South African economy shrinks by 1.3% in second quarter
South Africa's economy unexpectedly shrank in the second quarter, data showed Tuesday, raising fears of a recession as gross domestic product fell by an annualised 1.3 percent, surprising analysts who had predicted a small rise.
The slowdown was across the board, with manufacturing, mining and agriculture industries lagging the most in Africa’s most developed economy, plagued with nationwide power cuts and high unemployment.
“The real economy in the second quarter has performed negatively,” Statistician-General Pali Lehohla told a press briefing in Pretoria.
In a commentary note on Monday, Nedbank had predicted GDP growth of 0.3 percent after first quarter expansion of 1.3 percent.
The economy has struggled due to the electricity crisis and unemployment of about 25 percent, as well as a slump in commodity prices and the falling rand.
The rand hit an all-time low on Monday, breaching 14 to the dollar as jittery investors disposed of high-risk assets in the wake of slowing economic growth in China.
Lehohla said that for South Africa to capitalise on the weak rand, the government would have to address deep-rooted issues hampering growth.
“Things being equal one would have expected manufacturing would boom when the rand touches 14 a dollar,” he said.
In July, Lesetja Kganyago, governor of the South African Reserve Bank, revised down the bank’s growth forecast to 2.0 percent in 2015 and 2.1 percent in 2016.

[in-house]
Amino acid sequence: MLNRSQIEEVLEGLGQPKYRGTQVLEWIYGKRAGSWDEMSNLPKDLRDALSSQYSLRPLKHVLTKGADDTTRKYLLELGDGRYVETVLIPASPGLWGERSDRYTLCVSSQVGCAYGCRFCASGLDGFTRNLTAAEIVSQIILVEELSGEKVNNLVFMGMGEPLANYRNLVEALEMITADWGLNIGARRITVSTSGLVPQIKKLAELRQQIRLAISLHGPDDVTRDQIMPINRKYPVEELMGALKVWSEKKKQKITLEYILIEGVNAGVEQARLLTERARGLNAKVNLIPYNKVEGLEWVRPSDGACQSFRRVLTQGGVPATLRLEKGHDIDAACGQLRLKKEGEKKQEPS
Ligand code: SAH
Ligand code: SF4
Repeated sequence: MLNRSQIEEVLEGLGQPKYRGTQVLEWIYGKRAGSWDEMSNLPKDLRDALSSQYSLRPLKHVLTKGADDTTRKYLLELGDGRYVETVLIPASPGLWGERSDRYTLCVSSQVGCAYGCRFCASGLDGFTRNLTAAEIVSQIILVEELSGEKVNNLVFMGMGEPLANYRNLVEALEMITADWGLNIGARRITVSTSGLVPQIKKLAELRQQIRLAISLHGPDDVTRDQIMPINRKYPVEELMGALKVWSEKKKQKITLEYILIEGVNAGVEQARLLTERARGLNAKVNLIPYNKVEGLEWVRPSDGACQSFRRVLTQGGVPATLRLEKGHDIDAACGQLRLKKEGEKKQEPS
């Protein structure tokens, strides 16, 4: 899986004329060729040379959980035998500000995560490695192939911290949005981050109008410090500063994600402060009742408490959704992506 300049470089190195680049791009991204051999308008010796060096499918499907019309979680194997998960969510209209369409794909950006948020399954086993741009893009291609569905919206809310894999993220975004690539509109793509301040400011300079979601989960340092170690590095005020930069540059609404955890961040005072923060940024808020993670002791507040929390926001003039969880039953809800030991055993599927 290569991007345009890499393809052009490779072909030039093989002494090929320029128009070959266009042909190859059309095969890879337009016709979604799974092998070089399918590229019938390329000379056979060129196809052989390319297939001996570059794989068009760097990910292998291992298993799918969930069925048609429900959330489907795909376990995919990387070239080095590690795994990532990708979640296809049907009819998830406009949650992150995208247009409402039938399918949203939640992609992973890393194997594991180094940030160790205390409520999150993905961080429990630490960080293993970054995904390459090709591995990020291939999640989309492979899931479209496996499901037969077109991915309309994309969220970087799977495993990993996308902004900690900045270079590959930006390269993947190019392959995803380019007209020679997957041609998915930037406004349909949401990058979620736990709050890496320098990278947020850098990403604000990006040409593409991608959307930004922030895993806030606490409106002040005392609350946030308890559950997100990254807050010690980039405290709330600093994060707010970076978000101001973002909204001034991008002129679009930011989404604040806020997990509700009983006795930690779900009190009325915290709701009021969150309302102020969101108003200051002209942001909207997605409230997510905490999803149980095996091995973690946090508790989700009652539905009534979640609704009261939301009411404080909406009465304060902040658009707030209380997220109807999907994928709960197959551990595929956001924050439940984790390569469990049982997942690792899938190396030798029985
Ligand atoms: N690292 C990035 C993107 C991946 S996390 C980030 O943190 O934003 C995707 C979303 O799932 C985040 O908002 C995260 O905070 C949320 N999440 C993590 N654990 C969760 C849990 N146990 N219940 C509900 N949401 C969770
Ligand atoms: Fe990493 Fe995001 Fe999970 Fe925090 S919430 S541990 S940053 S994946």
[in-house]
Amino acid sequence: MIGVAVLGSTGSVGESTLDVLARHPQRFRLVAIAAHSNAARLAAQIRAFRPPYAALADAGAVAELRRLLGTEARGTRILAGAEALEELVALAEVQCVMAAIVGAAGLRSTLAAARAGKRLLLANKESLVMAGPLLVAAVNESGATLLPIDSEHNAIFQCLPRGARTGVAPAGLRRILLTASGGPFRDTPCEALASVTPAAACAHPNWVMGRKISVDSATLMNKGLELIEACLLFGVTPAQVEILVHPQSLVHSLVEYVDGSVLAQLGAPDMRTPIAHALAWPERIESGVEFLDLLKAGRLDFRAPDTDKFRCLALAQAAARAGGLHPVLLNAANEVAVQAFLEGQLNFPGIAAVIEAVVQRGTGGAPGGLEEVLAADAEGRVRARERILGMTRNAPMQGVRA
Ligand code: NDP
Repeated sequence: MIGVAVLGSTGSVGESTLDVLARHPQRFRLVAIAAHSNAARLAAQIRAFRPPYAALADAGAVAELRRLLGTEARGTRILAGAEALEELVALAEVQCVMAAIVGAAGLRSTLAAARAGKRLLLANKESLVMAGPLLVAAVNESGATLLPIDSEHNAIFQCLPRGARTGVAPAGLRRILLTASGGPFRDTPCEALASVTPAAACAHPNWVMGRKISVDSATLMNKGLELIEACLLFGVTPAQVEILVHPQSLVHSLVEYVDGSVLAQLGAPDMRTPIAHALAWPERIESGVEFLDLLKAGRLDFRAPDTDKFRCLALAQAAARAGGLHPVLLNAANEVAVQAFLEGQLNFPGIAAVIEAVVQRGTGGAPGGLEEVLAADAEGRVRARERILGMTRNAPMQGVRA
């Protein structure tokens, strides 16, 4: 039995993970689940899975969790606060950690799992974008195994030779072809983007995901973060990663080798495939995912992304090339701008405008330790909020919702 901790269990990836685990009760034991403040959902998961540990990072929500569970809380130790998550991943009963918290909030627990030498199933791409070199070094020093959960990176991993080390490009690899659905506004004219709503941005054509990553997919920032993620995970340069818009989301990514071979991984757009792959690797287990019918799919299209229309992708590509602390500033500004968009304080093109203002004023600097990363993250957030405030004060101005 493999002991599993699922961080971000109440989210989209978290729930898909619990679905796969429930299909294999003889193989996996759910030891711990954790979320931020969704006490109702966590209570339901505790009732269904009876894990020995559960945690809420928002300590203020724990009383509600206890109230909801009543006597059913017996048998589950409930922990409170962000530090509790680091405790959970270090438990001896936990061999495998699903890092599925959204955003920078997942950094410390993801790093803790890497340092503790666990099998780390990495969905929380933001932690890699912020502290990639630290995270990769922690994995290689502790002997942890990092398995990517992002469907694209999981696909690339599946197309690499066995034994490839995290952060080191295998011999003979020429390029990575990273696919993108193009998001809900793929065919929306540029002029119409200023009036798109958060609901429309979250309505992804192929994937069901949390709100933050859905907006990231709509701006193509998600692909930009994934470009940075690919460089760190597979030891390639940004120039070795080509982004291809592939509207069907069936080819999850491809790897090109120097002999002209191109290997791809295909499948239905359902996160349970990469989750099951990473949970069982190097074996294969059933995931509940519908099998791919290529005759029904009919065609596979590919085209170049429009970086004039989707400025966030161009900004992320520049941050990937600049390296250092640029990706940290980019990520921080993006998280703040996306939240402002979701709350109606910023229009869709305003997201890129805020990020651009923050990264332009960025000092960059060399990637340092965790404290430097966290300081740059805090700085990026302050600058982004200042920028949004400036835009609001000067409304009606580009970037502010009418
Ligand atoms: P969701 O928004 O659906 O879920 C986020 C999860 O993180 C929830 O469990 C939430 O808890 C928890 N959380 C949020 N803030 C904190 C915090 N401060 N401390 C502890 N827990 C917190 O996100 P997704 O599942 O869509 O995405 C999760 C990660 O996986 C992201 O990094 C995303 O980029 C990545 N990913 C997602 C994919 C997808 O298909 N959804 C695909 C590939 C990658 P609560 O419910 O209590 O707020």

“One can’t rule out the possibility of a recession in South Africa,” Jana van Deventer, an economist at ETM Analytics, told Bloomberg News.
Compounding things further, South Africa is suffering from the worst drought in years which has damaged its profitable corn crop.
Load-shedding — regularly scheduled power cuts to reduce energy usage — has become part of everyday life for many people and companies.
State-owned power utility Eskom, which generates more than 95 percent of the country’s electricity, has been weakened by years of underinvestment and ageing infrastructure, as well as governance problems.
Tuesday’s statistics revealed manufacturing contracted by an annualised 6.3 percent, mining also by 6.3 percent and agriculture by a whopping 17.4 percent.
“I think the shock just came home much more quickly than we thought it would do,” said Peter Montalto, economist at Nomura.
“Particularly on manufacturing and agriculture, it was a surprise for us.”
Montalto said it was unlikely that South Africa’s government would make any big policy changes soon.
“Part of the problem, to be honest, is this slow grind of under performance,” he said.
“South Africa needs to have a shock to the system, which it arguably has had through Eskom, but that hasn’t been enough to shift the political status quo.”